Martin Luther King Jr. was a legendary leader in the civil rights movement, admired for his nonviolent approach, enthusiastic civil disobedience, and tireless fight for racial equality.
This same racial inequality MLK fought against so many years ago is, of course, still present today - as evidenced by the disproportionate rates at which minorities face the consequences of cannabis prohibition.
Just as MLK set out to change a segregated culture, I’m grateful to be setting out in an extraordinary time of cultural transition and transformation as this global healing shift with cannabis takes hold.
Dr. King had a dream, as we all do.
He also had his own personal struggles, as we all do.
The World Economic Forum names Martin Luther King as one of 4 great leaders with mental health disorders. While Dr. King was never formally diagnosed, he was described as depressed and creatively maladjusted - and both conditions made him much more empathetic and driven to be the passionate changemaker we honor today.
On this MLK Day, in honor of Dr. King and his struggles with depression, let’s talk about how cannabis can be utilized as a support for increasing mental health.
According to Psychology Today “King realized that to solve problems of human life...we have to become, in a sense abnormal...stop accepting...become maladjusted to become creative.”
While Dr. King was never formally diagnosed, he was described as depressed and creatively maladjusted - and both conditions made him much more empathetic and driven to be the passionate changemaker we honor today.
Dr. King said “Everybody passionately seeks to be well-adjusted. But there are some things in our world to which men of goodwill must be maladjusted.”
After pondering for a bit, I can relate to that. Cannabis relates to that.
I bet you know someone, if not yourself, that can relate somehow - maladjusted, creative, or even depressed.
According to NIH in 2016, 16.2 million adults had at least one major depressive episode in the last year, equating to 6.7% of all adults. This is higher amongst females at 8.5% in comparison with males at 4.8%. The age group with the highest rates, at 10.9%, was 18-25 year olds.
The American Academy of Family Physicians reports that nearly 1 out of 12 people have depression, and women are twice as likely to be diagnosed. AAFP and US Preventive Services Task Force recommend screening for depression in the general adult population, including pregnant and postpartum women.
The American Psychological Association informs us that mental health disorders are associated with increased risks such as cardiovascular disease, diabetes, obesity, asthma, epilepsy and cancer, and that individuals dealing with mental health issues are less likely to receive medical care. Major depressive disorder is the leading cause of disability in the United States.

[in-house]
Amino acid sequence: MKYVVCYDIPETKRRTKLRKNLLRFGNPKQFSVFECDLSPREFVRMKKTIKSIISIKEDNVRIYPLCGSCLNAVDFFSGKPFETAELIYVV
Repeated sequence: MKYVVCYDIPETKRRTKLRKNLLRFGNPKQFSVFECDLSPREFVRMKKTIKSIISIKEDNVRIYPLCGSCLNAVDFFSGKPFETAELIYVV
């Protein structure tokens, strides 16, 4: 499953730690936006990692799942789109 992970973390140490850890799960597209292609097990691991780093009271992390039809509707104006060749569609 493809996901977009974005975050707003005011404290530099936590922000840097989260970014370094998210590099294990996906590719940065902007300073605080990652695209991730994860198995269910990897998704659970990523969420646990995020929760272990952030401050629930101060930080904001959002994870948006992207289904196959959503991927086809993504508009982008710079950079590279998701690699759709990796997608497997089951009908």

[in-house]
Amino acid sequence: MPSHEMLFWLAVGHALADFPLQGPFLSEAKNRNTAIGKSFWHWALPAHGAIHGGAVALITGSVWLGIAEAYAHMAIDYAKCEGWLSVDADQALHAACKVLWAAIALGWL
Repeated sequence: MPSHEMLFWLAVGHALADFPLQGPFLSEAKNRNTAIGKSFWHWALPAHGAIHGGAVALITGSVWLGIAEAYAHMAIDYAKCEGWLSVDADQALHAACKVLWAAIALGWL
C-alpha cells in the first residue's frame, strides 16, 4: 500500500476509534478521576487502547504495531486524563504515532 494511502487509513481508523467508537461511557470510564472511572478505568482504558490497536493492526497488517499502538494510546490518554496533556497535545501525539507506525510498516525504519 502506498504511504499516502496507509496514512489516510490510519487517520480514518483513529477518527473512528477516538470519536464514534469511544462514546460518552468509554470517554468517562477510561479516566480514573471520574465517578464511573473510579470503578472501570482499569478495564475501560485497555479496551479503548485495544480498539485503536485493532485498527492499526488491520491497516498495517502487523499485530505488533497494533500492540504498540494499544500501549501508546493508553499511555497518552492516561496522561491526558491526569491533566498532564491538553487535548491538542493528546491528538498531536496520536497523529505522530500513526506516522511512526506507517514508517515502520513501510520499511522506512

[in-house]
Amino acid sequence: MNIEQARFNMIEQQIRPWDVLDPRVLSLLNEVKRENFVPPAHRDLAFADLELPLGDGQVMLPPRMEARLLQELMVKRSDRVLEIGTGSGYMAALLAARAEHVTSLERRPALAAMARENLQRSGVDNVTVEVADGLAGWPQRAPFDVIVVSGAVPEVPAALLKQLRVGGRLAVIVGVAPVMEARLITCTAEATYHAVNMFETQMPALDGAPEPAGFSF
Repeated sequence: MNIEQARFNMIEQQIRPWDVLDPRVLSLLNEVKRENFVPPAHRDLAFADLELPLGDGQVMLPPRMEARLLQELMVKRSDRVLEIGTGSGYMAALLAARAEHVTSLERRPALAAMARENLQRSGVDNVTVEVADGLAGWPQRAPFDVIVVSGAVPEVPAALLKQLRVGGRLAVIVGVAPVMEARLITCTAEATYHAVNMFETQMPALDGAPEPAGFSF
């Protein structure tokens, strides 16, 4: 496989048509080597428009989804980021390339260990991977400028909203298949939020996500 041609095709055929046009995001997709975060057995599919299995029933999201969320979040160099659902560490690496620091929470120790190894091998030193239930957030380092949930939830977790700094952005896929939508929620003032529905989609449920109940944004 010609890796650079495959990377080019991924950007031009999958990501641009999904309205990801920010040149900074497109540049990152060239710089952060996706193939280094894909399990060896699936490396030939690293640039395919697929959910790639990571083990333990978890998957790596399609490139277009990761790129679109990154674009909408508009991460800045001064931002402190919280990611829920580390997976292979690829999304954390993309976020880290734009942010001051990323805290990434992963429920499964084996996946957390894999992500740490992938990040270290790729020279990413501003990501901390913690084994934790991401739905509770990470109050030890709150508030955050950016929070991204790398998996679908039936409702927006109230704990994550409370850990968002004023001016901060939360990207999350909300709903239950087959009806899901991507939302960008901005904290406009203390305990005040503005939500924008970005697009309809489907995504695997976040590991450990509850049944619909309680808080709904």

Cannabis can not only help with many of the aforementioned side effects of medications, but it can be a nice accompaniment, working well in combination with those more mainstream pharmaceuticals.
Journal of American Medical Association calculates that one out of six americans take psychiatric medications (ie. antidepressants, anxiolytics, mood stabilizers, hypnotics, stimulants, antipsychotics). That equals 17% of the population, or 40 million Americans. Antidepressants are the most commonly prescribed psychiatric medication.
Your most typically prescribed antidepressant would be a selective serotonin reuptake inhibitor (SSRI) such as Prozac, Paxil, Zoloft, Celexa, or Lexapro. These medications show low to moderate risk of interaction with cannabis. Serotonin–norepinephrine reuptake inhibitors (SNRI) like Cymbalta and Effexor, and norepinephrine–dopamine reuptake inhibitors (NDRI) like Wellbutrin are also considered low to moderate risk of interaction. Monoamine oxidase inhibitors (MAOI) and tricyclic antidepressants (TCA) are high risk for interaction and not recommended with cannabis. Sedatives like benzodiazepines and hypnotics like Klonopin, Ativan and Phenobarbital are not in the antidepressant category, but are often used for psychiatric medications, and are also considered to have a higher risk for interactions.
It is no small secret that psychiatric medications come with a flurry of unwanted - and possibly unsafe - side effects. Most common side effects listed by the FDA are nausea and vomiting, weight gain, diarrhea, and sexual problems. Less common, but more severe side effects, include muscle spasms, seizures, psychosis, heart attack and possible death. The Citizens Commission On Human Rights was created specifically to protect human rights in mental health, and states that psychiatric medication has been proven to create a lifetime of physical and mental damage.
If you ask most medical cannabis patients about the common side effects of cannabis, you would probably get things like dry mouth, red eyes, drowsiness and hunger (aka The Munchies). Cannabis labels and commercials will not be listing death as a possible side effect anytime soon as far as I can tell. Cannabis can not only help with many of the aforementioned side effects of medications, but it can be a nice accompaniment, working well in combination with those more mainstream pharmaceuticals.